I wasn’t saying that he isn’t a strong defender, but defensive numbers are volatile, and that effects WAR. Plus it’s left field, not exactly SS in terms of defensive value.

              Yeah, the point is that over a large enough sample his line will not be .171/.256/.257 even if he does have an awful season. Ramiro Pena got 167 PAs last season, so it’s hard to imagine Gardner not getting 100 even if he were to lose his starting job.

              Yeah, but Pena was the only player that could play the MINF positions and 3B…the Yankees have Golson and Jones to play the OF. I think it[‘s a but different.

              Again… sample size. I specifically mention his k% in my original comment.
              It’s hard to point to the k% and just ignore how low his BABIP is so far. Both are out of line with his career numbers, but the BABIP more so.

              Given Gardner’s skill set I think maybe if “the book gets out on him” so to speak his past numbers aren’t as relavent. I’ve always been worried about his strikeouts considering his power level. If he even had Melky’s power he’d be an all star.

    • The209 says:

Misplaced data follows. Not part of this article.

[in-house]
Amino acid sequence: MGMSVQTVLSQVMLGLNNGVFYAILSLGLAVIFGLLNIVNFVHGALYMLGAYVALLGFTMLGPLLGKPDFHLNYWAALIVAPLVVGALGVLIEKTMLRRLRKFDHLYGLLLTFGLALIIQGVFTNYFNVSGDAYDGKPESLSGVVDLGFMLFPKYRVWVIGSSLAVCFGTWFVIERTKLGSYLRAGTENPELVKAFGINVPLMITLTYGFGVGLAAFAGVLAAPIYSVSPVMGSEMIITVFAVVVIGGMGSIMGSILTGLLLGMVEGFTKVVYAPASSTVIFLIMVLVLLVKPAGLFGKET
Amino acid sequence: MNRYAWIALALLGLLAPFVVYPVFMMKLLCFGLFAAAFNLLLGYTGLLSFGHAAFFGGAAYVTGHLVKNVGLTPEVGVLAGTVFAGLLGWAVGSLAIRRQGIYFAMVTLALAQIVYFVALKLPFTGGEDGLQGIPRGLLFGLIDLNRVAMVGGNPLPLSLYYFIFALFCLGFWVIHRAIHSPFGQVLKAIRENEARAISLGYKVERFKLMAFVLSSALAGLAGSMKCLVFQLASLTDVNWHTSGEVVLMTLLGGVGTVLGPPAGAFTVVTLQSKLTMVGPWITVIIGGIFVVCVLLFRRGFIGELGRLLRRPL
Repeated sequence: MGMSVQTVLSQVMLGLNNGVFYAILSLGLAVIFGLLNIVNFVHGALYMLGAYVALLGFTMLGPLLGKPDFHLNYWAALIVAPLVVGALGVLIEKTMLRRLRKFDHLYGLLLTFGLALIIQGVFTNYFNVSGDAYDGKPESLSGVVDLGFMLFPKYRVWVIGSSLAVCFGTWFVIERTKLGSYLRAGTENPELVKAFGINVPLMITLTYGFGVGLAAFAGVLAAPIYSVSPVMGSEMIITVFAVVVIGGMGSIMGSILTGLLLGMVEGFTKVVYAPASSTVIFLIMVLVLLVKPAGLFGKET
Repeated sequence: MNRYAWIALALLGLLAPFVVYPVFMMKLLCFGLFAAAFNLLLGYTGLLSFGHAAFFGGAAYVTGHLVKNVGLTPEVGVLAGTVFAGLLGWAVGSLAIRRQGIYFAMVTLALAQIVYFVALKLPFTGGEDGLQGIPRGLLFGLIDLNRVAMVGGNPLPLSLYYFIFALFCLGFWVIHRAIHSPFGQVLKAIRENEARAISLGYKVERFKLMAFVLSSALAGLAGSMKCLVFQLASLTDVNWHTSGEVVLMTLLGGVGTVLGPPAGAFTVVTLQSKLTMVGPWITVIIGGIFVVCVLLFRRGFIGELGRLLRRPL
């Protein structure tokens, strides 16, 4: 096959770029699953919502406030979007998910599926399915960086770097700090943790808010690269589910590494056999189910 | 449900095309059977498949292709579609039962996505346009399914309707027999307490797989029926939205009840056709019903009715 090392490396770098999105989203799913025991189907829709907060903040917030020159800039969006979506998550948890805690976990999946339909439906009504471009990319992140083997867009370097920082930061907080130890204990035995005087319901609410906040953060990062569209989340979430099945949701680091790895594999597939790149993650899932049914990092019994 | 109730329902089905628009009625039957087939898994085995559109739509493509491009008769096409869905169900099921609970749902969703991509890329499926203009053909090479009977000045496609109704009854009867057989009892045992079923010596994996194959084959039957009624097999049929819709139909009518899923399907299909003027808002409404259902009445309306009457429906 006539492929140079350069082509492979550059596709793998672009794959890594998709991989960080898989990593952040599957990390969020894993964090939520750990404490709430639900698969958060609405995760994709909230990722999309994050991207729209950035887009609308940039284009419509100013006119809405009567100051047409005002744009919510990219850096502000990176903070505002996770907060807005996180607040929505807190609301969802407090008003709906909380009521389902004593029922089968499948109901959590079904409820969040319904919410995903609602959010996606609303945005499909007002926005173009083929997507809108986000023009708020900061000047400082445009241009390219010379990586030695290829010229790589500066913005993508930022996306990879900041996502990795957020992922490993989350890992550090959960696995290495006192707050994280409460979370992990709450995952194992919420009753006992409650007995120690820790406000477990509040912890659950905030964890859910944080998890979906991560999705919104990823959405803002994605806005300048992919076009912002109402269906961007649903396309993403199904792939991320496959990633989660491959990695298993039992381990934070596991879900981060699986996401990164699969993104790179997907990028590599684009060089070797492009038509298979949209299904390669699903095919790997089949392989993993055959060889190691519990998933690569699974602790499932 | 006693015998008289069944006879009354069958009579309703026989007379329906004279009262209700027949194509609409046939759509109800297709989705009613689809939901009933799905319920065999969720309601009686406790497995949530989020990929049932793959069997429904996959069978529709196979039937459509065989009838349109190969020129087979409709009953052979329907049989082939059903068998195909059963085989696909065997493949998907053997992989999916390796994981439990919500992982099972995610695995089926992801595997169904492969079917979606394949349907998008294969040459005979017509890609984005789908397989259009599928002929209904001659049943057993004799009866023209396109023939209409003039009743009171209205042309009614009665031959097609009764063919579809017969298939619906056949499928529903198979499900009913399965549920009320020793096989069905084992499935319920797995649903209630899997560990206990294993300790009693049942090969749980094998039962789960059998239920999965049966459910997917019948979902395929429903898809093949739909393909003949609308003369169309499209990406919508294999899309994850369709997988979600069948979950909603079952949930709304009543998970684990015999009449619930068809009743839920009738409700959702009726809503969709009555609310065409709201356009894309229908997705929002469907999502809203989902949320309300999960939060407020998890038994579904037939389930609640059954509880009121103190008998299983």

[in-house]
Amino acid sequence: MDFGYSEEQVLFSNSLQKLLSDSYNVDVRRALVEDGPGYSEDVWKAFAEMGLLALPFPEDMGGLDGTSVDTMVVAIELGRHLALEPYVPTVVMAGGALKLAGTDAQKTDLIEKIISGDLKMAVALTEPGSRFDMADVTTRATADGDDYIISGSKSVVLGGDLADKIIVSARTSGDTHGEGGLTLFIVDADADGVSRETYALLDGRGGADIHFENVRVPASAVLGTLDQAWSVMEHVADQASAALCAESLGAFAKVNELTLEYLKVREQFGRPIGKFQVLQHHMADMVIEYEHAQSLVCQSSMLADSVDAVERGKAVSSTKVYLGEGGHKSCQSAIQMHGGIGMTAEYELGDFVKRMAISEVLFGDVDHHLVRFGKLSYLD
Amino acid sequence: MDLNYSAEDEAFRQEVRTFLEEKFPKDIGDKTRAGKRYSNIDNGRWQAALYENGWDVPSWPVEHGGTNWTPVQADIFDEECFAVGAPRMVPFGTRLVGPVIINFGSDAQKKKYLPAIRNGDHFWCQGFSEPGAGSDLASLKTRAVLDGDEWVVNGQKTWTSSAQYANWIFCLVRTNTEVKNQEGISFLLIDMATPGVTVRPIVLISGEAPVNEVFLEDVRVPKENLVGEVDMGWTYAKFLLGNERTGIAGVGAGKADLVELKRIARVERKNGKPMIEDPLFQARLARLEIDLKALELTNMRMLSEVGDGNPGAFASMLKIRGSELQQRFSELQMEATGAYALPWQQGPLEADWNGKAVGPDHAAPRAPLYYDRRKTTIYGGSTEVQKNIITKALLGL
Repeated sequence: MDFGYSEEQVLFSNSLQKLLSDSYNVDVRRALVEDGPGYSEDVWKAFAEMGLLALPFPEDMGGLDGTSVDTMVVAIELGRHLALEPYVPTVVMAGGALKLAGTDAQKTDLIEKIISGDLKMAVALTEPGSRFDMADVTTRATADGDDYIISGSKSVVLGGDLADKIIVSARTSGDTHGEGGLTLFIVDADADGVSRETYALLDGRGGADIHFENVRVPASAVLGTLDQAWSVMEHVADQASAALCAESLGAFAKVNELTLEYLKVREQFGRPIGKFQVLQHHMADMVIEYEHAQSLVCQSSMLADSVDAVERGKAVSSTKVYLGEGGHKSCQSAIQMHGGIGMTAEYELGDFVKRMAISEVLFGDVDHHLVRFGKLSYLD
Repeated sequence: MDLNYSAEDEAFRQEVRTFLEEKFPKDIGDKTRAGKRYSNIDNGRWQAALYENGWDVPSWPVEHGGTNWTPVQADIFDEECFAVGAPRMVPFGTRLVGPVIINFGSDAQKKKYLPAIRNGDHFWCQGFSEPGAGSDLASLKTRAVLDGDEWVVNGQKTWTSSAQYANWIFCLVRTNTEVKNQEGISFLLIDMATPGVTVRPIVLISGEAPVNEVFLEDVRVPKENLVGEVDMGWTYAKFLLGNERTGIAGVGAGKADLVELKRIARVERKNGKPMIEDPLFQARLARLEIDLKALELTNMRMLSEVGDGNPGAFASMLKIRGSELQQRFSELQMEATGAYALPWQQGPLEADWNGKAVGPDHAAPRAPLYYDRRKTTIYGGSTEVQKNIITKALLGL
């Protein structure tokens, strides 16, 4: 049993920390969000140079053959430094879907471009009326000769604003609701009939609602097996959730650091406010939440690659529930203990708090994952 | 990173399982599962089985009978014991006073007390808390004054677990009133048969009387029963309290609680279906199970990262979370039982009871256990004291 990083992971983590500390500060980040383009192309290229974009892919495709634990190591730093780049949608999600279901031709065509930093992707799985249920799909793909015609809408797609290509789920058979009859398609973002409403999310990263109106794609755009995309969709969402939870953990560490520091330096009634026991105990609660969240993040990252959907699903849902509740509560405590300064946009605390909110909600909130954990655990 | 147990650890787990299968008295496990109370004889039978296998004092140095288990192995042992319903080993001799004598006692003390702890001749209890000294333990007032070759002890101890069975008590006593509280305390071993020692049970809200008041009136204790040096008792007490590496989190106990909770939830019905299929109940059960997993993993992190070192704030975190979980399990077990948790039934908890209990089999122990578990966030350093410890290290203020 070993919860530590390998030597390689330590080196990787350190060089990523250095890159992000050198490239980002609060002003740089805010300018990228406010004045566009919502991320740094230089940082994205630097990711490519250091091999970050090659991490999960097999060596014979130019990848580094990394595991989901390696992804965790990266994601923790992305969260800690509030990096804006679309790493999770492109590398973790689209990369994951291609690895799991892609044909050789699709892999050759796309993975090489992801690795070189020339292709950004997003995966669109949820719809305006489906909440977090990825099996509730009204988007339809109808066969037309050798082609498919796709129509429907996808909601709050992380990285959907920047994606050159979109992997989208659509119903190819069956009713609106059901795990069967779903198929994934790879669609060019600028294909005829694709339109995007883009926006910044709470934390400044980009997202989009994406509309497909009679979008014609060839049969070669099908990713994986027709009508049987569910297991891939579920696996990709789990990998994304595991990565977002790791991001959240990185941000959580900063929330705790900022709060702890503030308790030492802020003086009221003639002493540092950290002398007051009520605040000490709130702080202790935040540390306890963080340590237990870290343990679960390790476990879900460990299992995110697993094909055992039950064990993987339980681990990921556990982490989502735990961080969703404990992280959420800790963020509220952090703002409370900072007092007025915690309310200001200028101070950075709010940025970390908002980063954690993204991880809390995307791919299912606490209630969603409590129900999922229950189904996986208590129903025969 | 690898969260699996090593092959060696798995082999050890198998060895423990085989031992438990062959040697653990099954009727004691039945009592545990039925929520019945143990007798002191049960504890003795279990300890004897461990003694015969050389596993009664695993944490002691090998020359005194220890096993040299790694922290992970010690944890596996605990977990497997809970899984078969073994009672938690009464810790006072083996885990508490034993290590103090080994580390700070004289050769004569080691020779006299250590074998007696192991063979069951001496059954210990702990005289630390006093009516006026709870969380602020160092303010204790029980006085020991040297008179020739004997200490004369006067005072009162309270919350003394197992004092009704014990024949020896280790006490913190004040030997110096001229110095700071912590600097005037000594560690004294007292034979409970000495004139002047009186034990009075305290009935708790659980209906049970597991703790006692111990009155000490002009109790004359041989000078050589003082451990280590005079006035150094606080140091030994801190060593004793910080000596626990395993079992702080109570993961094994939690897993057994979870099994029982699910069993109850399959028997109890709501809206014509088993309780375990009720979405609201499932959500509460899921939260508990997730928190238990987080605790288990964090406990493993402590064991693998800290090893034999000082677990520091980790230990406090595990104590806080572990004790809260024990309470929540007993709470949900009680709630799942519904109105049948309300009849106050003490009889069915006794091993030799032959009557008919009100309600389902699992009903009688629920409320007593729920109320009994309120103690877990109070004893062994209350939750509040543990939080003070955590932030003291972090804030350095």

Is this parody?

  2. squishy jello person says:

    Monster year A-Rod

  3. CBean says:

    I was proud of AJ getting through tonight like he did. i knew keeping him in the 7th was a bad idea but nothing actually failed and it’s more impressive that he made it to the 7th after the start he had. If he can continue to grind through it, we have hopes of a decent year, which we need everything we can get with the worries about the rotation right now. (Also, AJ has won all his starts so far! Who’d have thunk?)

    • bexy on another computer says:

      AJ has more wins than the Red Sox and as many wins as the Rays.

    • Marshall Brown says:

      Absolutely no upside in trotting A.J. out for the 7th. Cold night in April. He’d already pitched a couple of long innings. Rested bullpen.

      So he gets dinged for 4 runs. Girardi should have just let A.J. book his 6 inning shutout and let him build on that. But no, he has his 8th and 9th inning guys, so A.J. had to pitch the 7th.

      • CBean says:

        he has an official 7th inning guy!

      • Ted Nelson says:

        I see what you’re saying and it would have been fine to take him out, but if he comes out and the reliever gives up 4 runs… people would be posting “Absolutely no upside in removing a cruising AJ from the game at only 91 pitcher.” Hindsight is 20/20.

        There wasn’t much downside in putting him out there with a 7 run lead either… It doesn’t change the 6 shutout innings he threw and it doesn’t change the outcome of the game. Mostly, it impacts his ERA. Perhaps his confidence, but that’s way too touchy feely for me… Burnett hasn’t been a MLB starter for a decade with as weak a psyche as the MSM paints him to have. He’s bounced back from adversity and poor innings before, and he’ll do it again.